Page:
That brings the discussion to network surveillance and conflicts with envisaged copyright regulations. 
The key point that I spot here is : when should we, or should we not, monitor net communications?
Do we consider the situation of representatives of copyright holders in the music, film and software industries to be sufficiently in danger to justify a level of surveillance that will lead to a modification of peer to peer network communication as we know it today?
The French edition of the "ReadWriteWeb" online magazine has published its own theory that you might consider.
Many technical experts that I have  personally met - from Ralf Bendrath
 whom I met at the Privacy conference in Brussels to Chris Parsons
 who did a presentation at Counter Conference or the inventor of the World Wide Web itself, Tim Berners Lee
) consider that there is a high likelihood that illegal file sharers (and it's important at this point to mention that file sharing is NOT necessarily an illegal activity) will modify their behavior by using encryption technologies and Virtual Private Networks to escape the censorship of copyright protection.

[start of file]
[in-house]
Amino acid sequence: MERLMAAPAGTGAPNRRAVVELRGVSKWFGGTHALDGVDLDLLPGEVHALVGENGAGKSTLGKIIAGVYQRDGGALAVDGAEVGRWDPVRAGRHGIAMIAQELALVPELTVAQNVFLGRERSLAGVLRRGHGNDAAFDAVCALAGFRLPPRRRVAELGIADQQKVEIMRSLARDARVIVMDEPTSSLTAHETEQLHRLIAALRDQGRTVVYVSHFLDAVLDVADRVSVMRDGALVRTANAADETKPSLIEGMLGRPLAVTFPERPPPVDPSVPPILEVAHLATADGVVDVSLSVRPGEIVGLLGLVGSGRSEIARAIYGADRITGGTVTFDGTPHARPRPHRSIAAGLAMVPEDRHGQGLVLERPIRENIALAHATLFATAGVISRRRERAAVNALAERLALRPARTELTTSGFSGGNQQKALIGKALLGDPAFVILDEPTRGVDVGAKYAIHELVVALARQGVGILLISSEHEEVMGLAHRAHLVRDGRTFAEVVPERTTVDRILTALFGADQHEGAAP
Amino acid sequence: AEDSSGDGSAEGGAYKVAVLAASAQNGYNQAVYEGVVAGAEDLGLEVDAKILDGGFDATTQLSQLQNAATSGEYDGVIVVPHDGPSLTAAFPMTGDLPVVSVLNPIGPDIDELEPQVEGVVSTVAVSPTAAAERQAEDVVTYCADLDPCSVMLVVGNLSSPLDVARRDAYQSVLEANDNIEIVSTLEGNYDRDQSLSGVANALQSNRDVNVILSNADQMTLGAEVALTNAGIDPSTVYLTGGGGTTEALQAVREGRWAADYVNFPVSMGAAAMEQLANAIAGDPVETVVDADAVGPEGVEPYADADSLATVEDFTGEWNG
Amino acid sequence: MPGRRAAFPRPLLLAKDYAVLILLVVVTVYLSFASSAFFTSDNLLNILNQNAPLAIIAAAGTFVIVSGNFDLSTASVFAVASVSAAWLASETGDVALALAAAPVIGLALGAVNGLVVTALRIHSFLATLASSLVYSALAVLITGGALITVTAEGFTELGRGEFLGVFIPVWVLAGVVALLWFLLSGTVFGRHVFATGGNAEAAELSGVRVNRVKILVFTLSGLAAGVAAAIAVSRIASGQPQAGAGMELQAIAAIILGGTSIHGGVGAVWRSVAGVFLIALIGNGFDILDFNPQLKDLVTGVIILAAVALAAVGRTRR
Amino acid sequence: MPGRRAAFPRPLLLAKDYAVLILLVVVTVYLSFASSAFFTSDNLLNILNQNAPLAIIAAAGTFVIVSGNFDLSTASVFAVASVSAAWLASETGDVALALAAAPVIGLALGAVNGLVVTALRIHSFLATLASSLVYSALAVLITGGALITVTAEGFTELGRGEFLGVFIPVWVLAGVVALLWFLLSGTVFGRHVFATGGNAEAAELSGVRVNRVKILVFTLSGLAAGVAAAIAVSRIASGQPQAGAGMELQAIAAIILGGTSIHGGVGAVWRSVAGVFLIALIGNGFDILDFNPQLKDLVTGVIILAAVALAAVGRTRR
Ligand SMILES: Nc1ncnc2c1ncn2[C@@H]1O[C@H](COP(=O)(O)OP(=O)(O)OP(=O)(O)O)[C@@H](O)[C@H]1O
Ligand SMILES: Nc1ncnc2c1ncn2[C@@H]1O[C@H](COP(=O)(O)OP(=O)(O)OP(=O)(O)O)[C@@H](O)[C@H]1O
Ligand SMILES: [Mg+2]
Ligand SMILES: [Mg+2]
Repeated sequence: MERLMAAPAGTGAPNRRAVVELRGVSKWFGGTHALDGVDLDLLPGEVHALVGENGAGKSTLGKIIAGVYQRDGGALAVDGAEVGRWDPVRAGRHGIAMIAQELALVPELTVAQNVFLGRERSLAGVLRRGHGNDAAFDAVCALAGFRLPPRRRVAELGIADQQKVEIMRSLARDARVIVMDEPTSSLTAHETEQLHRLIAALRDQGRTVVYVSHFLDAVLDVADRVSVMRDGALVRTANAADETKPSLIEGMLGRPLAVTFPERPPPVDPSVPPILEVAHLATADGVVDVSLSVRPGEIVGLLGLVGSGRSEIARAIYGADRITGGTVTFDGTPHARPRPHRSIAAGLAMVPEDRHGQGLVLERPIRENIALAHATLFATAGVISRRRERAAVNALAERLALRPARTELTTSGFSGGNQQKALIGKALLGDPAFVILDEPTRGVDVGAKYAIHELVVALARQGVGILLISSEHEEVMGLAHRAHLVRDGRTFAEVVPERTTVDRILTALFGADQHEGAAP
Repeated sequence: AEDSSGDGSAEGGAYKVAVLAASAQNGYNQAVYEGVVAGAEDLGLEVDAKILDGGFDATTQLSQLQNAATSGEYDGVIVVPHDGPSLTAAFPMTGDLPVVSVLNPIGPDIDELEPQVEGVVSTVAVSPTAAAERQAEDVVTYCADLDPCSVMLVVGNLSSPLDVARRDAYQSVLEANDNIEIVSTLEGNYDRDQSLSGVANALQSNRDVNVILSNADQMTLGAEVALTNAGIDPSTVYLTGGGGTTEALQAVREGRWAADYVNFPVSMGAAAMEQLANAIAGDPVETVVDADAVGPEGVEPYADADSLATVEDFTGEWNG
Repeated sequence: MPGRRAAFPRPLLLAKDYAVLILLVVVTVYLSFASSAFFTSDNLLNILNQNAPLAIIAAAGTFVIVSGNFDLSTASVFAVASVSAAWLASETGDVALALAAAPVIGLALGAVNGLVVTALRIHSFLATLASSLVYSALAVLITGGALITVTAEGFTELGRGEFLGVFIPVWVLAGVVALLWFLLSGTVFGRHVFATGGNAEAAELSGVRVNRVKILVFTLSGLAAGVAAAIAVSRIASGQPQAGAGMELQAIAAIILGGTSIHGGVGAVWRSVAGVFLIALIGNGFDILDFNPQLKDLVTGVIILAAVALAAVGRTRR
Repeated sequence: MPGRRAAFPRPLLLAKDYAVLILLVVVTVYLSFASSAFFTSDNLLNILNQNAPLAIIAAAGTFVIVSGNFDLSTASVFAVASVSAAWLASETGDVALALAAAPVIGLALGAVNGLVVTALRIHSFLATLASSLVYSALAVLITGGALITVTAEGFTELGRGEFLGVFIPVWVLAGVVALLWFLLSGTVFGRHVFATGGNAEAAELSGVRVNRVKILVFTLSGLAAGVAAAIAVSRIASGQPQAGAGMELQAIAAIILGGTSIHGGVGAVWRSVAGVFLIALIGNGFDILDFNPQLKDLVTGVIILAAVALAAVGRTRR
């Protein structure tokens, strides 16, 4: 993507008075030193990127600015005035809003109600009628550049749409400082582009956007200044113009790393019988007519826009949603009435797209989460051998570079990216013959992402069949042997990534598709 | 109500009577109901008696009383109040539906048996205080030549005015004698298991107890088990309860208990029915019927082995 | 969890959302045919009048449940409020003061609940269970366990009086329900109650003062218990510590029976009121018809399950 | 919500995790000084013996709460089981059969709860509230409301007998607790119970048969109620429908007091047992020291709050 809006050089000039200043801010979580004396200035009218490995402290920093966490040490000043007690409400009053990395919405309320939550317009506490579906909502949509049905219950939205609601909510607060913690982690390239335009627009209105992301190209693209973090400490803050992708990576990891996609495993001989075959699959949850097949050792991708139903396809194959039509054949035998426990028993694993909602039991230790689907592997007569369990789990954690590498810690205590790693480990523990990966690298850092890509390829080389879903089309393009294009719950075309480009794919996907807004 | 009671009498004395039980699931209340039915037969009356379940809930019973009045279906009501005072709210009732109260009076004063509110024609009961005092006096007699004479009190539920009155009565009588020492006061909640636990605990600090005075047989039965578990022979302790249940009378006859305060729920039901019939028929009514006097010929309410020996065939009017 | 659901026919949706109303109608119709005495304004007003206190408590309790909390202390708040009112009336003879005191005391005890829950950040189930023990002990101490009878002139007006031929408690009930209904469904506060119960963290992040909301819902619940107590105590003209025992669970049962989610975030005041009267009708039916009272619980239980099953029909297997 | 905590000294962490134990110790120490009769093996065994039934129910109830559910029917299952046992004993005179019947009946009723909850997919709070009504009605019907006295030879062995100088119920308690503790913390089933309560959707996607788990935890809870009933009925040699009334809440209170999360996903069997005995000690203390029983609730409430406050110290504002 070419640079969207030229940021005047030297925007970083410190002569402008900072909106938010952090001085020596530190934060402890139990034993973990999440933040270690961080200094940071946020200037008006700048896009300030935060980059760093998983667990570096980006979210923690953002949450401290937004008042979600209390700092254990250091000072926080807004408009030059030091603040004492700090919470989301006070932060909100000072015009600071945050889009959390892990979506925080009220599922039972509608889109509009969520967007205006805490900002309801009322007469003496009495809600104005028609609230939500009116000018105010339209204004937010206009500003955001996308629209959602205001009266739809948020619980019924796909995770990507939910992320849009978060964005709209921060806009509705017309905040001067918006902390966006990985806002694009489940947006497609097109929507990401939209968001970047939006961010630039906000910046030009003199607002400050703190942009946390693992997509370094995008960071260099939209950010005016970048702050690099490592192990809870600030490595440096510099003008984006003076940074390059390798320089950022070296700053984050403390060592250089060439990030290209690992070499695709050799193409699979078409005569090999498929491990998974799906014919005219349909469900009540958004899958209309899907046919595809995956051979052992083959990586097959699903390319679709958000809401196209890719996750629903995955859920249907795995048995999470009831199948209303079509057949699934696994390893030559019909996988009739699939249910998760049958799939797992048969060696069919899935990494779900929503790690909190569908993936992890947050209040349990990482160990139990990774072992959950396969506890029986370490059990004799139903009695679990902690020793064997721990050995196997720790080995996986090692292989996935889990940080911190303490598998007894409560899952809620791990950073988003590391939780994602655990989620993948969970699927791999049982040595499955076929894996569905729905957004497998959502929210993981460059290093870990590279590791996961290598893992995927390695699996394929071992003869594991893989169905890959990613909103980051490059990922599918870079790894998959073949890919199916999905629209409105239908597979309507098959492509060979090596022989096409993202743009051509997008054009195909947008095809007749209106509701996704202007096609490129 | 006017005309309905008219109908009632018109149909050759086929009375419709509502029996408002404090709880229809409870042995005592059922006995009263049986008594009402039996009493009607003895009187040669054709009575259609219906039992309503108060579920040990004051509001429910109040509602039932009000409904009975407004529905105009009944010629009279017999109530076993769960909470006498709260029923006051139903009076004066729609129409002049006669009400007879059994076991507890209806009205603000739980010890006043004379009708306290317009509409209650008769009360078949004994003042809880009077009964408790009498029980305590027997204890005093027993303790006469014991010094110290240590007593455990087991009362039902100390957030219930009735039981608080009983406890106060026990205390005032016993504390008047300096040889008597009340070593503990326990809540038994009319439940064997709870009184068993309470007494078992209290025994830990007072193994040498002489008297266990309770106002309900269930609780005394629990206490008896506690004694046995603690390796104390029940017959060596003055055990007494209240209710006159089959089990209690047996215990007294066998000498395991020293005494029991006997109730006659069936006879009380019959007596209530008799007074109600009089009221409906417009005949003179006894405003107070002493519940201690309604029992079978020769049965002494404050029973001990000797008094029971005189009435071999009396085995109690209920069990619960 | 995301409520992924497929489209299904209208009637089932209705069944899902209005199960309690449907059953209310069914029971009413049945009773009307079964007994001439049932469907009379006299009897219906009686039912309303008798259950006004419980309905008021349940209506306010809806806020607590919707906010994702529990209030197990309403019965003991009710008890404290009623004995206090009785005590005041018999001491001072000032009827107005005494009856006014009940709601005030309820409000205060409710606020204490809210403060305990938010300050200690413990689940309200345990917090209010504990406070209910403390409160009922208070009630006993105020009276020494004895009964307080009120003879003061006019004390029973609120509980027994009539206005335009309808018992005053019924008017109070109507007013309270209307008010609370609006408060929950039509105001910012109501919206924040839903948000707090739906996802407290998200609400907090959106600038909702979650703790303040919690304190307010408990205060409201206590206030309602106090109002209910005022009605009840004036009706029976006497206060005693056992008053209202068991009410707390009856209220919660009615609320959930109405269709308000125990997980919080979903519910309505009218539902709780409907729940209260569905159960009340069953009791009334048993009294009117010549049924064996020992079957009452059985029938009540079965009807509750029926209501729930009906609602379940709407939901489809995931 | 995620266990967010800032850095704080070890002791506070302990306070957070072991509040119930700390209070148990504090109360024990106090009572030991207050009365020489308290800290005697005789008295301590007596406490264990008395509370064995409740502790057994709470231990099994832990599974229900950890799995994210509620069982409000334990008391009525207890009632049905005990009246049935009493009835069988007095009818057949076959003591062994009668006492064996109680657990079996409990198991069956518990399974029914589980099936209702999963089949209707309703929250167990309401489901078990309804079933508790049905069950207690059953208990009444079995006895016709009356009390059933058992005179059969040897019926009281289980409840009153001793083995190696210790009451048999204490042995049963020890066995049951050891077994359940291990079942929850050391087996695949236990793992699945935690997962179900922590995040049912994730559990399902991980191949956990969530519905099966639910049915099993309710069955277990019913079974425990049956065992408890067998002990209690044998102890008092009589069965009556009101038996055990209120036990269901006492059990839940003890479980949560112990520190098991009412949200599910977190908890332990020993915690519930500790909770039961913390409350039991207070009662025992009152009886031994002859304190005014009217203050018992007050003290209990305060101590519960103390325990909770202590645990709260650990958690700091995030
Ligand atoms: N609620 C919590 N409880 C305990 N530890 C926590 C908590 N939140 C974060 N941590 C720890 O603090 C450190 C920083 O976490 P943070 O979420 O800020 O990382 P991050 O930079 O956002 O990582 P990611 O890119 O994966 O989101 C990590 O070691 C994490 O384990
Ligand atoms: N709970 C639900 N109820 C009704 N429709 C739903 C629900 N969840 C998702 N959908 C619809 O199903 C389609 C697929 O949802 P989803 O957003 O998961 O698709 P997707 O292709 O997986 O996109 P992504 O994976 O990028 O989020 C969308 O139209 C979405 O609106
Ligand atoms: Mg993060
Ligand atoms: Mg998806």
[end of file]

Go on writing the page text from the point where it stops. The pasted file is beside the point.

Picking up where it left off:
What does that mean exactly?
Putting it In other words, the speed of technological evolution will not make it easy for regulation to keep pace. The heavy, tech savvy illegal downloaders will use the appropriate technology to escape the censors.
Why child protectors should be concerned?
Simply because this repression will not only generalise, but also encourage, the advance of encryption technologies which will not allow the monitoring of internet communication for the sake of child protection.
If copyright law enforcement advances then this involves further Deep Packet Inspection and this is where privacy advocates should be alarmed.
Why Privacy should be concerned?
Simply because Deep Packet Inspection or filtering of online communication will allow a 'deeper' look at packet transfer although we are re-assured that no one is actually looking at the content of the packets but instead simply scrutinizing the 'headings'.
I can't see what would stop the process once it has been legalized (engaged or generalised). There is a lack of transparency at the moment on the use of Deep Packet Inspection by ISPs and this can only get worse if the Three Strikes law and like measues are passed.